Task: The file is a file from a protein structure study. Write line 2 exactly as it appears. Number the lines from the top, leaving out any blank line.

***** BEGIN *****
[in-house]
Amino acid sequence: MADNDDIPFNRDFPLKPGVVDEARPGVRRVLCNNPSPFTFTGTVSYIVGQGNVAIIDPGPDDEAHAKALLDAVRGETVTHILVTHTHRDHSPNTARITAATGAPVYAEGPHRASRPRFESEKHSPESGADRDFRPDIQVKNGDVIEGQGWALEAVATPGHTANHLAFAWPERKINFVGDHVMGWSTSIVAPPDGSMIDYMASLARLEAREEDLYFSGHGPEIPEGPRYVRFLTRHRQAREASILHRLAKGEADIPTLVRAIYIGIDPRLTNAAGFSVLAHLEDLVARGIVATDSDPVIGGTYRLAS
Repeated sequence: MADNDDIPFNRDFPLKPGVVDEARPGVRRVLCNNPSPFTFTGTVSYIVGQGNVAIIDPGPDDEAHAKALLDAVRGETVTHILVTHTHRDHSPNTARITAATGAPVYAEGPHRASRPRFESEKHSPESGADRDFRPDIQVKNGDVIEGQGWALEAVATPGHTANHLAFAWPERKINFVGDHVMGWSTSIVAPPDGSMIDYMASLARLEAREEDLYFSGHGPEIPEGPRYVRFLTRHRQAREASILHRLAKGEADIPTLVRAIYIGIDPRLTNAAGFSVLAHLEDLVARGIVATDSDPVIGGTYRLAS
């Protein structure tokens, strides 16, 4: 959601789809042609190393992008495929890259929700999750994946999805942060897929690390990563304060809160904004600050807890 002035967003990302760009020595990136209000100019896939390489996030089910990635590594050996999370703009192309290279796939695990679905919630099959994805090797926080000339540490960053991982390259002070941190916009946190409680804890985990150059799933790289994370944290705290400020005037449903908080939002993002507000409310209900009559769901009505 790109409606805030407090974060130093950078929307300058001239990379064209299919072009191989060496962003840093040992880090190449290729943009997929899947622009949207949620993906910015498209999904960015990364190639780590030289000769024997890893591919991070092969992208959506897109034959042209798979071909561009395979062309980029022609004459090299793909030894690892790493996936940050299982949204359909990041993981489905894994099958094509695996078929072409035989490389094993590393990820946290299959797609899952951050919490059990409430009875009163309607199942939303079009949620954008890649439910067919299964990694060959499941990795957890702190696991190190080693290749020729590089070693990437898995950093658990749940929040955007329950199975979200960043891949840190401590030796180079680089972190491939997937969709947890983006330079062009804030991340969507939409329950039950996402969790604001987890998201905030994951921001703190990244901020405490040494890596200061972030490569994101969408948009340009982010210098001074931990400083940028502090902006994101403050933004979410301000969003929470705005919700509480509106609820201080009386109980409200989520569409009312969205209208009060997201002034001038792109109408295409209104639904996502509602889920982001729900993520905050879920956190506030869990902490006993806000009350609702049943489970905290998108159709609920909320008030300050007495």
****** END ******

Amino acid sequence: MADNDDIPFNRDFPLKPGVVDEARPGVRRVLCNNPSPFTFTGTVSYIVGQGNVAIIDPGPDDEAHAKALLDAVRGETVTHILVTHTHRDHSPNTARITAATGAPVYAEGPHRASRPRFESEKHSPESGADRDFRPDIQVKNGDVIEGQGWALEAVATPGHTANHLAFAWPERKINFVGDHVMGWSTSIVAPPDGSMIDYMASLARLEAREEDLYFSGHGPEIPEGPRYVRFLTRHRQAREASILHRLAKGEADIPTLVRAIYIGIDPRLTNAAGFSVLAHLEDLVARGIVATDSDPVIGGTYRLAS